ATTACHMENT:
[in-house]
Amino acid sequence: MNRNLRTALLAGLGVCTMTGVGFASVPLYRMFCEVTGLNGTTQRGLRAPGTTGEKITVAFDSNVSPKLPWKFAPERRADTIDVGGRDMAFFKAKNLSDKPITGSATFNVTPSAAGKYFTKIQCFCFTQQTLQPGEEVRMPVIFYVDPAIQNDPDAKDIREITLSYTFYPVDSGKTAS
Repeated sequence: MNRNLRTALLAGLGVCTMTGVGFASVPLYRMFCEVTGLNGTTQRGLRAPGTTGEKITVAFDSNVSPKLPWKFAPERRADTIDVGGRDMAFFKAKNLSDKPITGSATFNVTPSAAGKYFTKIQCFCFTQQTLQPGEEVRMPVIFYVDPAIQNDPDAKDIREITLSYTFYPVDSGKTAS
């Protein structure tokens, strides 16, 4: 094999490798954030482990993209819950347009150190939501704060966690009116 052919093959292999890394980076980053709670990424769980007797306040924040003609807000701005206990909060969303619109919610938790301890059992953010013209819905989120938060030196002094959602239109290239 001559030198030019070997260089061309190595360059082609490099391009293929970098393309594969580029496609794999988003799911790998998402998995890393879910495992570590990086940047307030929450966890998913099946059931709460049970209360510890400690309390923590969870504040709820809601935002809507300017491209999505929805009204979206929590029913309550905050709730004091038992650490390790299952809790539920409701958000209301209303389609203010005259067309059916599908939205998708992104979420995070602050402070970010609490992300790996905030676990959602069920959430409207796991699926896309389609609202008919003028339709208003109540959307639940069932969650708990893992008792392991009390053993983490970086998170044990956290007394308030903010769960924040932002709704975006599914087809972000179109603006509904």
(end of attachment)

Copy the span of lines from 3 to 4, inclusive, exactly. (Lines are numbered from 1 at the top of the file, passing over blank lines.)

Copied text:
Repeated sequence: MNRNLRTALLAGLGVCTMTGVGFASVPLYRMFCEVTGLNGTTQRGLRAPGTTGEKITVAFDSNVSPKLPWKFAPERRADTIDVGGRDMAFFKAKNLSDKPITGSATFNVTPSAAGKYFTKIQCFCFTQQTLQPGEEVRMPVIFYVDPAIQNDPDAKDIREITLSYTFYPVDSGKTAS
């Protein structure tokens, strides 16, 4: 094999490798954030482990993209819950347009150190939501704060966690009116 052919093959292999890394980076980053709670990424769980007797306040924040003609807000701005206990909060969303619109919610938790301890059992953010013209819905989120938060030196002094959602239109290239 001559030198030019070997260089061309190595360059082609490099391009293929970098393309594969580029496609794999988003799911790998998402998995890393879910495992570590990086940047307030929450966890998913099946059931709460049970209360510890400690309390923590969870504040709820809601935002809507300017491209999505929805009204979206929590029913309550905050709730004091038992650490390790299952809790539920409701958000209301209303389609203010005259067309059916599908939205998708992104979420995070602050402070970010609490992300790996905030676990959602069920959430409207796991699926896309389609609202008919003028339709208003109540959307639940069932969650708990893992008792392991009390053993983490970086998170044990956290007394308030903010769960924040932002709704975006599914087809972000179109603006509904």